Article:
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The first class in the CHOICE fall schedule is now open for registration!
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We've been cutting watermelon wrong all these years!
See the new, brilliant ideas for serving the summer favorite
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The talk I gave at SAS in June about the Z CamPaign ended with my theory that the culprit in all this odd Z Cam behavior is flares on the red dwarf surface. Conclusion of a paper, "Anomalous Z Cam stars: a response to mass-transfer outbursts", just pre-published today? Pretty much the same. Nice.

"Conclusions: We study the possible origins of such mass transfer outbursts, and show that they most probably result from a giant flare near the secondary star surface, possibly due to absence of star-spots in the L1 region."
Abstract: Recent observations of two unusual Z Cam systems, V513 Cas and IW And, by Szkody et al. (2013) have shown light-curves that seem to contradict the disc instability model for dwarf novae: outbursts are appearing during standstills of the system when, according to the model, ...
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My waitress was very attentive in spite of being quite busy, and I ran her butt off. I left her a generous tip which she very much deserved. The Texas Pesos appetizer was something I had never had before. I loved them, but was glad they come with Ranch dressing to cool them down a bit. They do have a bite. The broccoli and cheese with jalapeno soup was simply awesome. I could have just had a big bowl of that for dinner and gone away happy. The mashed potatoes with my steak were so good they didn't need gravy, butter, salt or anything. This place is on my 'must do list' next time I'm in Ft. Worth.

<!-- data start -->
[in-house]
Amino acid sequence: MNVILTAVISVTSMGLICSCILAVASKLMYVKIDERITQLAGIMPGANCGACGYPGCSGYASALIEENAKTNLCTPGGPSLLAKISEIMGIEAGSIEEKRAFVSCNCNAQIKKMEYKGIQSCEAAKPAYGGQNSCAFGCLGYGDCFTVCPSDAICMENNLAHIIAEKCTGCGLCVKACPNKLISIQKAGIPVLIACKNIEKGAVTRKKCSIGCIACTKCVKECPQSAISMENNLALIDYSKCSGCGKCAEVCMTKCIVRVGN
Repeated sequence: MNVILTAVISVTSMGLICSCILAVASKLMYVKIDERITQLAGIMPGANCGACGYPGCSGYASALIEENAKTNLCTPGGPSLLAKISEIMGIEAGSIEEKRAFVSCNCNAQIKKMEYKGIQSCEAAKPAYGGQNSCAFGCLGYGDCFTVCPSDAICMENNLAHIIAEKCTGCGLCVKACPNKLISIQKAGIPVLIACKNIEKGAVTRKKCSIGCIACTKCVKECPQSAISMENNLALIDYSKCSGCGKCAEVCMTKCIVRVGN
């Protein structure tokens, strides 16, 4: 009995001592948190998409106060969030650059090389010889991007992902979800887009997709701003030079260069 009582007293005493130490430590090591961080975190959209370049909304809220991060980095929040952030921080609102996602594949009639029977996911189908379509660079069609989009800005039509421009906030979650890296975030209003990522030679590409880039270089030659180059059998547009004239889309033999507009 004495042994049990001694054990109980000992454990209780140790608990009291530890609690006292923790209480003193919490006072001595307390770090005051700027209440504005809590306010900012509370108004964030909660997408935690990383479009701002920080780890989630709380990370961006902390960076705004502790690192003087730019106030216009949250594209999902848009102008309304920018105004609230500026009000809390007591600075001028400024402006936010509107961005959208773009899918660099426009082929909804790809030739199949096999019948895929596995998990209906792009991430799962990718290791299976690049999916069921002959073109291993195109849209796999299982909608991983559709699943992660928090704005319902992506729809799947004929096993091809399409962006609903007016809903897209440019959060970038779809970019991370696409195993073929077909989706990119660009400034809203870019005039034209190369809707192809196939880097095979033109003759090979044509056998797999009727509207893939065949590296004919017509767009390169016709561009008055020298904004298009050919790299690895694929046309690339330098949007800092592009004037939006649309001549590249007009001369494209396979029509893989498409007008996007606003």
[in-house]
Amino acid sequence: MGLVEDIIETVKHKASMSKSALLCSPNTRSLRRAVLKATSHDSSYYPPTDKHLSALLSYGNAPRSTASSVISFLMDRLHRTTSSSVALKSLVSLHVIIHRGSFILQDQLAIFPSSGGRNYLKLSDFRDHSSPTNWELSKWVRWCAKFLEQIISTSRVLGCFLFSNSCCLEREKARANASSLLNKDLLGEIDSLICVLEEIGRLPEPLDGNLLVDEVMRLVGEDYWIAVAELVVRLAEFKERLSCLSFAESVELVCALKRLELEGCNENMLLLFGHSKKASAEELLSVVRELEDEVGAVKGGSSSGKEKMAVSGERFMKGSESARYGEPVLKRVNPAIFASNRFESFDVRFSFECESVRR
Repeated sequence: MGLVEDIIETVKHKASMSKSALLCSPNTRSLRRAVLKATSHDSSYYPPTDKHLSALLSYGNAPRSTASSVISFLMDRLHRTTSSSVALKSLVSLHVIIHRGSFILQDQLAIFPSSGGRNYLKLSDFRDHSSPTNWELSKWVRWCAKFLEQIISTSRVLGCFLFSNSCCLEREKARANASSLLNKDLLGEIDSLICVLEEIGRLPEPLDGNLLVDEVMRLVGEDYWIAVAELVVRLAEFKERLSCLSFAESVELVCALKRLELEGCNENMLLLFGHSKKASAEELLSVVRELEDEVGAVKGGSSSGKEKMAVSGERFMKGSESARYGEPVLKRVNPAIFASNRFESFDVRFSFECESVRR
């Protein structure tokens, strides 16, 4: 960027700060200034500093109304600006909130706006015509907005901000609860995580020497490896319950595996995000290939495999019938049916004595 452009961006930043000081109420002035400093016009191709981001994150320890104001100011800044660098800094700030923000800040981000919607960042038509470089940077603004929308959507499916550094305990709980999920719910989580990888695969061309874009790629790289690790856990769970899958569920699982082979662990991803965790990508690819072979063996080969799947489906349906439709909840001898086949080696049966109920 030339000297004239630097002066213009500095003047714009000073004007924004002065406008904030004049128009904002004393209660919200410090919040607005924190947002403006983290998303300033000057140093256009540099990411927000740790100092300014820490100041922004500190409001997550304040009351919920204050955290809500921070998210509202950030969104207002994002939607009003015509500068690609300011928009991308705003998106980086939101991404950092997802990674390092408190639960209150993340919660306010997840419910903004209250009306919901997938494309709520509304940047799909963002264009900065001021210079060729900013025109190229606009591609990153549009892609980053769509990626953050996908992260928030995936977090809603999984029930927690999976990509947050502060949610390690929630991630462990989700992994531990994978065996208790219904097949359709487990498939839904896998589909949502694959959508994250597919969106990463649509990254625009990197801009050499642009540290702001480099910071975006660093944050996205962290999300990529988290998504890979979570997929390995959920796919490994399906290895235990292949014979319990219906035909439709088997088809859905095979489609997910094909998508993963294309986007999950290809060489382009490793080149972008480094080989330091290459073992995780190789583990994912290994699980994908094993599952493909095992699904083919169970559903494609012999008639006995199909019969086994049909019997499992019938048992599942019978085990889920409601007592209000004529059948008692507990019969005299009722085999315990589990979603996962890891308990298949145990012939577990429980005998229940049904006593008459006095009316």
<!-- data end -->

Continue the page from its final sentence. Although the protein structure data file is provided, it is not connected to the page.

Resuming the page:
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Food: Very GoodDecor: Very GoodService: Excellent
Public - a year ago
reviewed a year ago
A Mexican restaurant is only as good as its salsa. There's salsa is almost as good as their food. If you can find a better Mexican restaurant in Big Bear Lake California I'll eat your burrito.
Food: Very GoodDecor: Very GoodService: Very Good
Public - a year ago
reviewed a year ago
4 reviews
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I wish every contractor I've dealt with was a professional and efficient as these guys. Holland H&C installed a furnace and AC unit for us in 2005, and the two man crew who came to our house were simply amazing. I recommend you just call these guys to do your work and don't even bother checking anyone else. BTW, our Trane furnace and AC are the best improvement we've ever made to a home and neither has ever given us a lick of trouble in 8 years.
Public - 2 years ago
reviewed 2 years ago